St. Paul talks about this in 2 Corinthians 1:4 when he says, “He comforts us in all our troubles so that we can comfort others. When they are troubled, we will be able to give them the same comfort God has given us.” How beautiful is that? Sure, no one asks for troubles to be given to them, but with them sometimes come great blessings…like personal courage and empathy for others, for example.


I’m still going to sing along when this song is played on the radio because I love it, but for me, at least, I’m going to try to be awake through all that life has to offer…good and bad and in between.


Has there been a song that you identify with in some way? Please share!

Trying to Believe

June 16, 2014

Do you ever find a particular Bible verse floating through your head? Today, I’ve had the quote: “Lord, I believe; help my unbelief!” (Mk 9:24) rolling around in my head, always coming back to the front of my mind.


I find the quote itself confusing, and have spent a great deal of time thinking about why I would be focusing on this particular saying. I find myself asking a lot of questions from this one sentence…that comes from the mouth of a father whose son is possessed by unclean spirits. He tells Jesus (basically knowing that Jesus can get the spirits out of his child), “Lord, I believe; help my unbelief.”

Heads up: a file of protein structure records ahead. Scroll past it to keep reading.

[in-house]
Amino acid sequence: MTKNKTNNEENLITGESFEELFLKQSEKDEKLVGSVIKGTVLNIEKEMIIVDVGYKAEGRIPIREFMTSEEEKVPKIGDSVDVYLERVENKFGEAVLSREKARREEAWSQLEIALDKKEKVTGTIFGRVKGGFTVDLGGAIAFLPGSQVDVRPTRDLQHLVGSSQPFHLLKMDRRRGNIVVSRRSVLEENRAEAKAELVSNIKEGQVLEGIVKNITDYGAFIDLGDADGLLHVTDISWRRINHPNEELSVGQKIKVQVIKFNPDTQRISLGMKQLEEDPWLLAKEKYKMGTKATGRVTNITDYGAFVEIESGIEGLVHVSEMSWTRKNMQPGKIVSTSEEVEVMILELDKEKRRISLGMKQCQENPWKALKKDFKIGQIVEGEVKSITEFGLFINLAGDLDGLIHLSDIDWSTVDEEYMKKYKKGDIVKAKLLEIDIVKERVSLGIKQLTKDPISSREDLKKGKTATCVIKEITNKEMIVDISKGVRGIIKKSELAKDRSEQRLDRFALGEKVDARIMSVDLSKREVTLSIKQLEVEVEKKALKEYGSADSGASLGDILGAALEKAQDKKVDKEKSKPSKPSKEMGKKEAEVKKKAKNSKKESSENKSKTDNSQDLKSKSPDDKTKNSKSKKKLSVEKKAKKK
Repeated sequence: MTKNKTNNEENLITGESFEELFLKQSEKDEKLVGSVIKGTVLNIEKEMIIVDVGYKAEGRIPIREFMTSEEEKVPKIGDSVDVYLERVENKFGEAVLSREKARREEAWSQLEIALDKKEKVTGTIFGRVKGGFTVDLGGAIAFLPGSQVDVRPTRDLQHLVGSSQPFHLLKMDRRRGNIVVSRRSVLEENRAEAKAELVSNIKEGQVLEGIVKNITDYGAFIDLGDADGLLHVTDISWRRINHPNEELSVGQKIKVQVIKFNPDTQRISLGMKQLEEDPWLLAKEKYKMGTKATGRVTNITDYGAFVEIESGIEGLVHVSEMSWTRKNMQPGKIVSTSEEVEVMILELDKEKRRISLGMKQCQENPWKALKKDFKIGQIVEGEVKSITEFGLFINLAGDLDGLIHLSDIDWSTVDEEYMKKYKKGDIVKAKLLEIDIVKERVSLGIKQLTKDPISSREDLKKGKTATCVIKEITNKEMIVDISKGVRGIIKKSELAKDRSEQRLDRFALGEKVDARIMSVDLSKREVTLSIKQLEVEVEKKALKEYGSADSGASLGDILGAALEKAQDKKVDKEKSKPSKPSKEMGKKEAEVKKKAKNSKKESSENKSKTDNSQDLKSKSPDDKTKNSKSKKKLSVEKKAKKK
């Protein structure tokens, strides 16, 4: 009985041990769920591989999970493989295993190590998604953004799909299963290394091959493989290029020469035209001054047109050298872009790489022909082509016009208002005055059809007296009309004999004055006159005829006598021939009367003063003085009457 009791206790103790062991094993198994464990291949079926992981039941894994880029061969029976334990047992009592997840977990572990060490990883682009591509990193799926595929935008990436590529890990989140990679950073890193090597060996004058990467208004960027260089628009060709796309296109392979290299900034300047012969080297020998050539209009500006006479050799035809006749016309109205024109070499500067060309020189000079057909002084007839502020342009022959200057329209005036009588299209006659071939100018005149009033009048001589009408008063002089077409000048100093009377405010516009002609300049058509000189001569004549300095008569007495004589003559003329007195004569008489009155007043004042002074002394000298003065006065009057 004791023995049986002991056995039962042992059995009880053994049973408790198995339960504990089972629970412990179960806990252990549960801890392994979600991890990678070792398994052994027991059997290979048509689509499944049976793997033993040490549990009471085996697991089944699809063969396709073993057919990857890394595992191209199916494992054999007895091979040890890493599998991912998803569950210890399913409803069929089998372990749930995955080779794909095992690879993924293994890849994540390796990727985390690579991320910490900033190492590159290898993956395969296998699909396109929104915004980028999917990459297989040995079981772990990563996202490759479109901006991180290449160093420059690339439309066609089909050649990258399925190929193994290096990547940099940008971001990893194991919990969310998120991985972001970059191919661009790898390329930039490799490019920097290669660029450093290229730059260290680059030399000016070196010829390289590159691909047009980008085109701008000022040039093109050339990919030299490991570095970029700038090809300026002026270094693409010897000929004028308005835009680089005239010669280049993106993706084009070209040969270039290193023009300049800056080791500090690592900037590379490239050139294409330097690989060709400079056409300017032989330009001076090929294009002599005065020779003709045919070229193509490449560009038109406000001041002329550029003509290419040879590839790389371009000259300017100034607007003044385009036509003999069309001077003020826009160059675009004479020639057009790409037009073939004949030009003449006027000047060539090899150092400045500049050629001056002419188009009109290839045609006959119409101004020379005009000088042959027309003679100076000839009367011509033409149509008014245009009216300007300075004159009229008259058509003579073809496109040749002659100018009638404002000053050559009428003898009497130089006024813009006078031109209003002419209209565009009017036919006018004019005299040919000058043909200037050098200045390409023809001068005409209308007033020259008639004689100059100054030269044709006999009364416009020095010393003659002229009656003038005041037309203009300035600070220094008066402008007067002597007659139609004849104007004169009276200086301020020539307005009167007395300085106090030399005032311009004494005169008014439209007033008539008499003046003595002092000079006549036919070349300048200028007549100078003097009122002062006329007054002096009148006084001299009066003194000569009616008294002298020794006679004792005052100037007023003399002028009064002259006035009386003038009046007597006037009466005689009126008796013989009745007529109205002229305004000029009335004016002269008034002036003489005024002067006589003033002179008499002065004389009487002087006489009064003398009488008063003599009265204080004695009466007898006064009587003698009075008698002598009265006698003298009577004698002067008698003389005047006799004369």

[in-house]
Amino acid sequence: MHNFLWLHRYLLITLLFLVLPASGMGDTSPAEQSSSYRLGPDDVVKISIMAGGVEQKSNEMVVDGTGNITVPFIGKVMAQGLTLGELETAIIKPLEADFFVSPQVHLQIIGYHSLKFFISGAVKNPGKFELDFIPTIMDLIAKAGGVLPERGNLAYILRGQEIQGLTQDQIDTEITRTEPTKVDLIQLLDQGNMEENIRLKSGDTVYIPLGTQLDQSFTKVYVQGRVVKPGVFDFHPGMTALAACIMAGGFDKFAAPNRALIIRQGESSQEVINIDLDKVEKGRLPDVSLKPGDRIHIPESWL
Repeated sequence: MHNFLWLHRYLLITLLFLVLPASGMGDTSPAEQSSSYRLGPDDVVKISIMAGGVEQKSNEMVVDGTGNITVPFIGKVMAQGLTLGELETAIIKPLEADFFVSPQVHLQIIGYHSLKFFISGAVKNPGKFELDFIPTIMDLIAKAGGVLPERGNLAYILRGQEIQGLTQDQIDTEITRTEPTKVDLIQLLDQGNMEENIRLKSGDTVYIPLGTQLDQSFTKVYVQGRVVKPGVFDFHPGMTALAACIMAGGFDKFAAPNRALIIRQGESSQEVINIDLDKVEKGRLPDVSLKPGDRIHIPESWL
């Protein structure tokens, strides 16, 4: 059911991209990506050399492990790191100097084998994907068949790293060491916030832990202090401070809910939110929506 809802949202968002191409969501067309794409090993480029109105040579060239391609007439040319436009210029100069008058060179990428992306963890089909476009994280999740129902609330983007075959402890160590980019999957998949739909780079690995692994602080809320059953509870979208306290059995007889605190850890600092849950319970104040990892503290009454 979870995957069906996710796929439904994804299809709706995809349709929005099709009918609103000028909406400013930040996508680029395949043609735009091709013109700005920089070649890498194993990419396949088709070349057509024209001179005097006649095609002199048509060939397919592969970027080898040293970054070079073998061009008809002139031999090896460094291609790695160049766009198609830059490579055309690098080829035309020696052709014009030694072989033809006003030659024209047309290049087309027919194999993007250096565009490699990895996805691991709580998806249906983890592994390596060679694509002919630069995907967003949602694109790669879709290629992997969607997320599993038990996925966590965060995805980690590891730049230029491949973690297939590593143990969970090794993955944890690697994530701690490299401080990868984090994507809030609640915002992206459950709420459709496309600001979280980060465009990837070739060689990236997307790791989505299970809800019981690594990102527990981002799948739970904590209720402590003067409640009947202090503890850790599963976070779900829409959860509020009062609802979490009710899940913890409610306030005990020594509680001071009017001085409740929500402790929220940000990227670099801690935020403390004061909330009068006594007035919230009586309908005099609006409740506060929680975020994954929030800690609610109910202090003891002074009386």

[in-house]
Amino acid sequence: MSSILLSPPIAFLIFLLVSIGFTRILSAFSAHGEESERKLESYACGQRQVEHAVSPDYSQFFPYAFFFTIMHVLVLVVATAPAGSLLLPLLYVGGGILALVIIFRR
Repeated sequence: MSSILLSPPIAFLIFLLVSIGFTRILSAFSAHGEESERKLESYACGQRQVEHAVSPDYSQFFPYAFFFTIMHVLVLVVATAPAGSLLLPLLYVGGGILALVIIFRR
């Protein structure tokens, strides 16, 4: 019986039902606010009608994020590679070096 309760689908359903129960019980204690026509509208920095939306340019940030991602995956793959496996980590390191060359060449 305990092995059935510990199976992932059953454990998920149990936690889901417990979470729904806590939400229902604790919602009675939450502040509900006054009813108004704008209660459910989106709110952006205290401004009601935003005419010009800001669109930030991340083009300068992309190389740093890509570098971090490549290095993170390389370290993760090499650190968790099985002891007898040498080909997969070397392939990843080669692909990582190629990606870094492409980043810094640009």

How could he say such two dynamically opposite things?   How can he believe and yet not believe at the same time?


But the more I thought about it, the more I realized that this is how my faith goes as well. There are days where I can feel God’s presence in my life so much it’s as if I was wrapped up in it. Then there are other days where God feels so far away it becomes hard to pray, to believe, to have faith. I know that those are the days that I need God the most.


I think this is a beautiful prayer to say when faced with doubt or uncertainty in life. It shows that we are human, and that we can both believe in God, and yet, at the same time, feel incredulous or unsure about Him. I know that I do, especially when I feel uncertain about the way my life is going.


I hope that when those times do come, this quote comes back to my mind. Have you had a particular Bible verse in your head at any point in your life? Please share. 

Lost and Found

June 13, 2014

During the homily at morning Mass at St. John the Evangelist, the priest there spoke of the saint for today—St. Anthony. He noted that although St. Anthony is known as the finder of lost things, there is so much more to the life of this man.